In this poster, strictly contemporary of the previous two, Grün clearly shows his hand — it is a Grün “silhouette poster”, a genre that he categorically claims as his own. The principle dates from XVIIIth century when Etienne de Silhouette, in an effort at self-amusement, dreamed up a way to cover the walls of his château of Bry sur Marne with the shadow profiles of his visitors.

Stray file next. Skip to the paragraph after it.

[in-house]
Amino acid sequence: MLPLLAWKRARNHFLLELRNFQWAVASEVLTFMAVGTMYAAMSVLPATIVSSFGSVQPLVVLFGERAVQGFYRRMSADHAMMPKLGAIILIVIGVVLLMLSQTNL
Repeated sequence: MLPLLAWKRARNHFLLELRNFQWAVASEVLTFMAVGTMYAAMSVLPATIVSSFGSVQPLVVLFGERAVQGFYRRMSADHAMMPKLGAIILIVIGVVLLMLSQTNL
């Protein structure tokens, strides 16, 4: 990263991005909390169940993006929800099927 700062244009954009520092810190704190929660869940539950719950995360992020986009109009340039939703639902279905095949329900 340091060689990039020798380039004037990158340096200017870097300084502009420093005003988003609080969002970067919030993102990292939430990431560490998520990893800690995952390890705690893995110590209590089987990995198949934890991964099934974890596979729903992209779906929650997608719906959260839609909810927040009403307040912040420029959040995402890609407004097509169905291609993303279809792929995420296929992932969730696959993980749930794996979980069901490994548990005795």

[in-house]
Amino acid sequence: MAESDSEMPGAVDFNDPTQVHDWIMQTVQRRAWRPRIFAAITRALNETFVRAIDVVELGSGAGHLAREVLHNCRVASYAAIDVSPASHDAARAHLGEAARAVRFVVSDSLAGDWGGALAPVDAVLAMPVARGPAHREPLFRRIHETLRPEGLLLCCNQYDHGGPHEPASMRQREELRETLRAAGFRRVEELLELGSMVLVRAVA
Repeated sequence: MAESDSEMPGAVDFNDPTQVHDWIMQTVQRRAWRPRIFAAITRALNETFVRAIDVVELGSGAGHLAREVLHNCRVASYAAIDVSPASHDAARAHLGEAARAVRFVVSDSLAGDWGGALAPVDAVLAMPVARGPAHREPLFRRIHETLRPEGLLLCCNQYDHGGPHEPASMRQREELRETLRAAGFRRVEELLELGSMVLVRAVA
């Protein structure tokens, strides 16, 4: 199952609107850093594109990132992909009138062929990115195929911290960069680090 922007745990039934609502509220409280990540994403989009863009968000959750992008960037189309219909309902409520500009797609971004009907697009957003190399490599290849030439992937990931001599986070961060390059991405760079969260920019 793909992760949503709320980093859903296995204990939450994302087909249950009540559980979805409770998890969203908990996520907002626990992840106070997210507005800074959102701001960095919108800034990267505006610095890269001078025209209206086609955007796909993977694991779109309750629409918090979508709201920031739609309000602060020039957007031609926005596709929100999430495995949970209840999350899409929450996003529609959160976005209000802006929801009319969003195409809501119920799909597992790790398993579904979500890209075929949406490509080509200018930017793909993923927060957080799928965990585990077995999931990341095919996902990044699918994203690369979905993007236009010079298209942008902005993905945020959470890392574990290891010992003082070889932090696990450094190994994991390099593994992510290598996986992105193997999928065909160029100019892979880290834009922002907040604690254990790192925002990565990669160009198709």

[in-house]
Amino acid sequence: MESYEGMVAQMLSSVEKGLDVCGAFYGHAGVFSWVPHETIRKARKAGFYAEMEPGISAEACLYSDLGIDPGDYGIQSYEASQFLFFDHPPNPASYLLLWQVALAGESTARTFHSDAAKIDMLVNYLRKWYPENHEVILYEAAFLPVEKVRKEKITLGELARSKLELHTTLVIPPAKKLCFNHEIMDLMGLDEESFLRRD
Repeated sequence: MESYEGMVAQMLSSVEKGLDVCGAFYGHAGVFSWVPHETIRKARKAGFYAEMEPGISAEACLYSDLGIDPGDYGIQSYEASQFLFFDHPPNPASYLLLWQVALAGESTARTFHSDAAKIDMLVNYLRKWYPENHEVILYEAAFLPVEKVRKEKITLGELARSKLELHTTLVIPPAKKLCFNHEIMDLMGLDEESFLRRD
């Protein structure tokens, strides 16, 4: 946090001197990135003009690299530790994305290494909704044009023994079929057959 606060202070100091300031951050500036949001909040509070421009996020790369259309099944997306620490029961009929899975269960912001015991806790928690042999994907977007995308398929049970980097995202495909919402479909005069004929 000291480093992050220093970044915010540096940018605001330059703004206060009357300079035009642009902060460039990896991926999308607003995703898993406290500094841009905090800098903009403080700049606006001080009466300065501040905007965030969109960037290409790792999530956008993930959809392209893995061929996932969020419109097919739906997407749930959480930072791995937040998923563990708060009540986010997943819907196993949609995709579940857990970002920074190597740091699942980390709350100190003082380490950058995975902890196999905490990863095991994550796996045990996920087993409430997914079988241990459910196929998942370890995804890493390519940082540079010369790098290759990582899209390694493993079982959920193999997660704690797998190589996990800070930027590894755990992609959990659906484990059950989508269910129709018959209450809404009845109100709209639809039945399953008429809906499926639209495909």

The shadow graph theater having revived this genre, one comprehends the approach of young Grün, who not only asserts his stroke but also practices his command of the possible effects of using just black and white. As far as Strack is concerned, he left no trace apart from this spell at the Divan Japonais where Yvette Guilbert had her first triumphant success in 1891 (with a poster designed by Lautrec). Jehan Sarrazin, its bankrupt owner, a shopkeeper-poet who offered olives to his customers, had just handed the establishment over to Edmond Fournier who featured quality shows for the next two years.